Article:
British Sunday School
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British Sunday School
Page 139

Robert Raikes

Child paintingBeginning in a small way, Robert Raikes (1736-1811) opened two Sunday Schools, one in the parish of Ashbury in Oxfordshire, under a concerned clergyman, The Rev. Thomas Stock, (1749-1805) and another in Sooty Alley in Gloucester. Thomas Stock was described in a memorial plaque from the time in Gloucester Anglican Cathedral as "diligent, learned and pious" and with Robert Raikes "is justly attributed the honor of having planned and instituted the first Sunday School in the Kingdom." About the same time, a Mrs Meredith opened her home in Gloucester to a group of boys and two years later girls also began to attend. Like so many great movements of God, success did not come easily. Robert Raikes' school closed after only six months because of "discipline problems." Raikes however continued to put his ideas into print in the Gloucester Journal and this caught the attention of the magnetic and popular preacher of the day, The Rev John Wesley (1703-1791.)✞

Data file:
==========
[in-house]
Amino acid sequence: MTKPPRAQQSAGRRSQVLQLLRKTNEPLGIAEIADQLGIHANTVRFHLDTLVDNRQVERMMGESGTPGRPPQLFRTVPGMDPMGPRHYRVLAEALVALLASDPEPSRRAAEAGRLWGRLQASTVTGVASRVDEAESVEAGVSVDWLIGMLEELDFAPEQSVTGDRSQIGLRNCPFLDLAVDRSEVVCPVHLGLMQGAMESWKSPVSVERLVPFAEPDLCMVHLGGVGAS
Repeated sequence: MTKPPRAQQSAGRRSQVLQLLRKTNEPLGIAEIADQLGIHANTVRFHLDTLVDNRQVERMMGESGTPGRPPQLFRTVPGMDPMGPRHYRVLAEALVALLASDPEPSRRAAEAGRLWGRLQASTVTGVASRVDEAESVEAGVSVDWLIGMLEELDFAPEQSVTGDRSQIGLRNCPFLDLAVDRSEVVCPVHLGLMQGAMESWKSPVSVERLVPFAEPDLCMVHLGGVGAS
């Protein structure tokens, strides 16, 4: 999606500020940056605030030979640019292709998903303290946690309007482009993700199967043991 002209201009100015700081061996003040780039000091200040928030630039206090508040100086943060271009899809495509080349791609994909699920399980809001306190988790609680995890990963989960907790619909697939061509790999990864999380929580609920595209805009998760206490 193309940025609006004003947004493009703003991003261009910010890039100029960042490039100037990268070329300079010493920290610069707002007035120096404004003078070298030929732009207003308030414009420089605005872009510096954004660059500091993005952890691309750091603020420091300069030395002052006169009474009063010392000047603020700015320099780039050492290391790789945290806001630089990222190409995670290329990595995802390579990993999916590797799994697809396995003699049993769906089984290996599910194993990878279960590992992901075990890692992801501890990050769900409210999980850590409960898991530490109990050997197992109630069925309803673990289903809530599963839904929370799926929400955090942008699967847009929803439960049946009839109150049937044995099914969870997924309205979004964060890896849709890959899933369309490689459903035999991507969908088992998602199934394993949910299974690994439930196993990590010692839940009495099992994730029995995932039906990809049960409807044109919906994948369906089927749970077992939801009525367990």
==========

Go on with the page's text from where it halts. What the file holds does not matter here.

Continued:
Great Methodist Leader

Wesley was greatly impressed with the whole concept of Sunday school and called it "one of the noblest specimens of charity which have been set on foot in England since the times of William the Conqueror." The great Methodist leader advertised the Sunday school model and soon schools were springing up all over England and in Wales, Scotland and in Belfast, Northern Ireland too. Sunday schools predated the first state funding of schools for the general population and were widely regarded as the forerunners of the British school system.✞

"British Sunday School"
by Ron Meacock © 1982-2018

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